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A crunch lobster box

Pure & Simple

by Beth Weitzman | Photography by Sara Hanna | The Atlantan magazine | August 27, 2013

Walk into Umi on any given night, and you’re sure to feel at home. To your left may be resto regulars like Joel Katz, Chris Carlos, Paul Freeman, as well as Matt and Sara Ryan. To your right, any number of Hollywood A-listers who happen to be in town—think Colin Farrell, Anthony Hopkins, along with Atlanta’s own Sir Elton John, Dallas Austin and far too many others to list. While amid ATL’s finest, be prepared to indulge in a level of the Japanese culinary art form that is not easily found in the city. 

When chef Fuyuhiko Ito’s former digs, MF Buckhead, closed in 2012, patrons were left with an uncanny craving for his cuisine. Now, back in the saddle and helming the exquisite kitchen at Umi—located adjacent to The St. Regis Atlanta and across from Chops Lobster Bar—Ito, along with co-owners and longtime Atlantans Farshid Arshid and Charlie Hendon, are dishing up exactly what Atlantans have been craving, and then some.

Arshid and Hendon’s personal approach to dining is evident from the moment you walk into the intimate space. What was Arshid’s inspiration for opening Umi? “One was meeting chef Ito and dining with him and, second, to bring a new level of style and excellence to Atlanta,” he says. “It was somewhat self-serving in that way, actually. We, too, missed MF and wanted a place to go.”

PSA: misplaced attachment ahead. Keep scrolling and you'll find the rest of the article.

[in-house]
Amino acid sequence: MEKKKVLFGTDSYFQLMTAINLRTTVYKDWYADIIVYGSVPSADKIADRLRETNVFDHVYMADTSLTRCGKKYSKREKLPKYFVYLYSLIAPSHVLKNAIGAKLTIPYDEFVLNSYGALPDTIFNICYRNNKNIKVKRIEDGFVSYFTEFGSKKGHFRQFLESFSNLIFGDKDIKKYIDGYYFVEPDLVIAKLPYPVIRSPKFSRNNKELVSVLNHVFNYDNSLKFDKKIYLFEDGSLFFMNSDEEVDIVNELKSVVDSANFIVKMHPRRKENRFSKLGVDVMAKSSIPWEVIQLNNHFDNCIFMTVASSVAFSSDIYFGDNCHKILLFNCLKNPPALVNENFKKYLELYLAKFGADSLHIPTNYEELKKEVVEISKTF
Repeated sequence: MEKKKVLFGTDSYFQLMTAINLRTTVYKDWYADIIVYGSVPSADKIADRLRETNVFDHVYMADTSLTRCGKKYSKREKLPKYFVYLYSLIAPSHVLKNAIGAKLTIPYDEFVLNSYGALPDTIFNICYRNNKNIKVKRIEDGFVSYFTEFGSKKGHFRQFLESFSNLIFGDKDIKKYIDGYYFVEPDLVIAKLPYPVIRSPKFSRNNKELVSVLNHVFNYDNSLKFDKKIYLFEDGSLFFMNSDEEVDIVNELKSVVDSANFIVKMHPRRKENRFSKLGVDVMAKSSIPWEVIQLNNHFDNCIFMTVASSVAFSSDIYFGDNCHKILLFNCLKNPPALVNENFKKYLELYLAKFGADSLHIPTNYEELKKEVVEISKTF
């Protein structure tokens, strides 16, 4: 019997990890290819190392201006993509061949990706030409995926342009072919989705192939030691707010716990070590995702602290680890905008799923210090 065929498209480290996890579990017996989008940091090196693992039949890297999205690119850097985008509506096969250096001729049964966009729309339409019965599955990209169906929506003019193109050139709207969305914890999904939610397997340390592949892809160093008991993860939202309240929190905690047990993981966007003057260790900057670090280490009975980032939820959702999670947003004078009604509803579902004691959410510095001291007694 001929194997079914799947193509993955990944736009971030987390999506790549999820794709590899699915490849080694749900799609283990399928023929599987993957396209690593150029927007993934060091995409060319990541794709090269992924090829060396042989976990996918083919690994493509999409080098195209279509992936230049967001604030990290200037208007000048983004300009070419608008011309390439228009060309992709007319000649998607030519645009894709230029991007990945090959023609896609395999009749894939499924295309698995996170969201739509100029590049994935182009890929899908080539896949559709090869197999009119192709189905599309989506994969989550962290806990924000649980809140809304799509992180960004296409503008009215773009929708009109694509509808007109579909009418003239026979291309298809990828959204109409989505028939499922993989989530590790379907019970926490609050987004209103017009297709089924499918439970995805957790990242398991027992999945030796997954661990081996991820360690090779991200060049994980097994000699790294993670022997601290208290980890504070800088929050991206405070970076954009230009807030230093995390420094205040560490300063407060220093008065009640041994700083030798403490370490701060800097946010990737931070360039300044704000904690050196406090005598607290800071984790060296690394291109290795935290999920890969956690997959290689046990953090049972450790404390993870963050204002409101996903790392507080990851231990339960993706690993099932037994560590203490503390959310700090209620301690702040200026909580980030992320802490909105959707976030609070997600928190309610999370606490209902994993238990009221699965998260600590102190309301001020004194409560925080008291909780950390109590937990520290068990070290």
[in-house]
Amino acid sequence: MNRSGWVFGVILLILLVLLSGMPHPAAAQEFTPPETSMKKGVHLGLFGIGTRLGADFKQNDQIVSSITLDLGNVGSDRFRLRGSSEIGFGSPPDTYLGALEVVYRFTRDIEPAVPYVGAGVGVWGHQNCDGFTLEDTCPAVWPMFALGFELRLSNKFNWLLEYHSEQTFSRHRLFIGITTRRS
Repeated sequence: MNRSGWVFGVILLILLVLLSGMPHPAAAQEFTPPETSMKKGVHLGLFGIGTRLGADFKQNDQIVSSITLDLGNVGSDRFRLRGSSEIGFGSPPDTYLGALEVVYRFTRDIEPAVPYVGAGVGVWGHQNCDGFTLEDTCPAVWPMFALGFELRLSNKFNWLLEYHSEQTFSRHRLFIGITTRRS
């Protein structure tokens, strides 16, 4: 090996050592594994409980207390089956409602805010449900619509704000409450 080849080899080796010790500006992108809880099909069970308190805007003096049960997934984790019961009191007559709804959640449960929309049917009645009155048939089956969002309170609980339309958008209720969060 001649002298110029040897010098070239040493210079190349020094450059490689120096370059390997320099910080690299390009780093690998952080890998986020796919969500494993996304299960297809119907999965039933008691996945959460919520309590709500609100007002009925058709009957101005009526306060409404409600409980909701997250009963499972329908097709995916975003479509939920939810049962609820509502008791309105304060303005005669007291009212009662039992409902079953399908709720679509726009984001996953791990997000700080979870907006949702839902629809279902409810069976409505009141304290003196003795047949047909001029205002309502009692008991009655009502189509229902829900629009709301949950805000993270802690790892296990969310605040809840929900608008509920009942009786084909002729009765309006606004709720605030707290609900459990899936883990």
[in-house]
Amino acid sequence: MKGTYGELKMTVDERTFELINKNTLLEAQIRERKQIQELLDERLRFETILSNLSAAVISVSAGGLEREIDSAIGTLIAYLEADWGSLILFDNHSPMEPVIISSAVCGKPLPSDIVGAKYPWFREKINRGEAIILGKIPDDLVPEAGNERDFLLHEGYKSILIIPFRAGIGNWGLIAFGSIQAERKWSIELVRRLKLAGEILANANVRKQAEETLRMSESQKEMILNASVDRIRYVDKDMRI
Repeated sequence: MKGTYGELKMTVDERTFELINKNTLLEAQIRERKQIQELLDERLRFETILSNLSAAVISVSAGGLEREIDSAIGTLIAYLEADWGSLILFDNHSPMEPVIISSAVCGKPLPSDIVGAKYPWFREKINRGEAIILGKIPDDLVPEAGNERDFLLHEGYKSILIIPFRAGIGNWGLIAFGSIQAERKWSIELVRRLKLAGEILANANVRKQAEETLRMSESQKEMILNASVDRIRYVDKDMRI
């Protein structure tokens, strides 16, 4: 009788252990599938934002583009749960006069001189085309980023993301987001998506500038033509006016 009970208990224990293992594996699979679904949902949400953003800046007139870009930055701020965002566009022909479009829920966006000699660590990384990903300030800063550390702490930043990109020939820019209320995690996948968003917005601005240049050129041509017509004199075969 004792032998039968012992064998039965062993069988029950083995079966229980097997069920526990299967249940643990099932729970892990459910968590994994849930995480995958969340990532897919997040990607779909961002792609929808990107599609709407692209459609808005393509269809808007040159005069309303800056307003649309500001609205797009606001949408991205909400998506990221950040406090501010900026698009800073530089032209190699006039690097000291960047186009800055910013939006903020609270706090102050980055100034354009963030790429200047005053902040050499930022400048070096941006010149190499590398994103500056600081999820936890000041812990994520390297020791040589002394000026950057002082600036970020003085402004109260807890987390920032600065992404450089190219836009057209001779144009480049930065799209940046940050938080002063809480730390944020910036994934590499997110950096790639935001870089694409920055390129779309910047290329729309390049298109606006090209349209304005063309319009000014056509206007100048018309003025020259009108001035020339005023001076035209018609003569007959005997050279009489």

In that vein, the impetus for Umi was born, and one year later, the doors opened. “The idea in defining the space conceptually centered on alchemy,” says local designer and artist Todd Murphy, who worked very closely with Arshid on the design vision. Goodrowe Hobby also consulted on the project. “Sushi is pure, clean food with simple, thoughtful and minimal intervention, and the materials in the restaurant reflect this philosophy. There is no color palette and a minimal paint profile—all of the materials are simply themselves and have their own unique qualities.” 

Oversize vintage photos of Japanese natives on the walls were also an organic touch. They were found in a 1920s-era camera that Murphy discovered at a flea market in New York City. He couldn’t believe the serendipity when the negatives that had been there all these decades turned out to be the perfect artistic accent to his latest project. The photos were developed, blown up and placed sparingly around the room. 

The subtly elegant interior welcomes guests with unique floor-to-ceiling black-washed burnt wood panels, polished light wood furniture and moss-green banquettes. Orb chandeliers, sculptural chairs and the thoughtful addition of shiny river rocks (to rest your chopsticks on) are all part of the restaurant’s inventive design.

And, as smart as all that is, the cuisine is by far the star. Fans of Ito will be excited to find some MF faves (remember baked lobster tempura?), as well as his interpretation of a couple of Nobu classics (beloved black cod miso) on the hot dish lineup. “The menu is inspired by my years of experience as a chef and lover of world cuisine.